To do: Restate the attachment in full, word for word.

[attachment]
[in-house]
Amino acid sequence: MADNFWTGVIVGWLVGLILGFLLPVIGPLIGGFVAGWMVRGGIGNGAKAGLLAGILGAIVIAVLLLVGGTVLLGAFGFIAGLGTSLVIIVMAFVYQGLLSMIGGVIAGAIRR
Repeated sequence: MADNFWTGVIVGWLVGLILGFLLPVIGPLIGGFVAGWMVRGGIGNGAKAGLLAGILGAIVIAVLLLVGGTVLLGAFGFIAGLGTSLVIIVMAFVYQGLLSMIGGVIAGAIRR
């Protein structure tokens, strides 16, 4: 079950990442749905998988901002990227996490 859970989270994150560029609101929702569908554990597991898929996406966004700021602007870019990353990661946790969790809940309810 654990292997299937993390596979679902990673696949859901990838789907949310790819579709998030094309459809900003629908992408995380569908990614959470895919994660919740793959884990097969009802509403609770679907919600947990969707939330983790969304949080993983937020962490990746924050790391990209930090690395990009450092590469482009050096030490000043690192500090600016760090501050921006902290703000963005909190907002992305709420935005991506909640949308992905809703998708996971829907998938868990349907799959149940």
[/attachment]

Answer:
[in-house]
Amino acid sequence: MADNFWTGVIVGWLVGLILGFLLPVIGPLIGGFVAGWMVRGGIGNGAKAGLLAGILGAIVIAVLLLVGGTVLLGAFGFIAGLGTSLVIIVMAFVYQGLLSMIGGVIAGAIRR
Repeated sequence: MADNFWTGVIVGWLVGLILGFLLPVIGPLIGGFVAGWMVRGGIGNGAKAGLLAGILGAIVIAVLLLVGGTVLLGAFGFIAGLGTSLVIIVMAFVYQGLLSMIGGVIAGAIRR
């Protein structure tokens, strides 16, 4: 079950990442749905998988901002990227996490 859970989270994150560029609101929702569908554990597991898929996406966004700021602007870019990353990661946790969790809940309810 654990292997299937993390596979679902990673696949859901990838789907949310790819579709998030094309459809900003629908992408995380569908990614959470895919994660919740793959884990097969009802509403609770679907919600947990969707939330983790969304949080993983937020962490990746924050790391990209930090690395990009450092590469482009050096030490000043690192500090600016760090501050921006902290703000963005909190907002992305709420935005991506909640949308992905809703998708996971829907998938868990349907799959149940």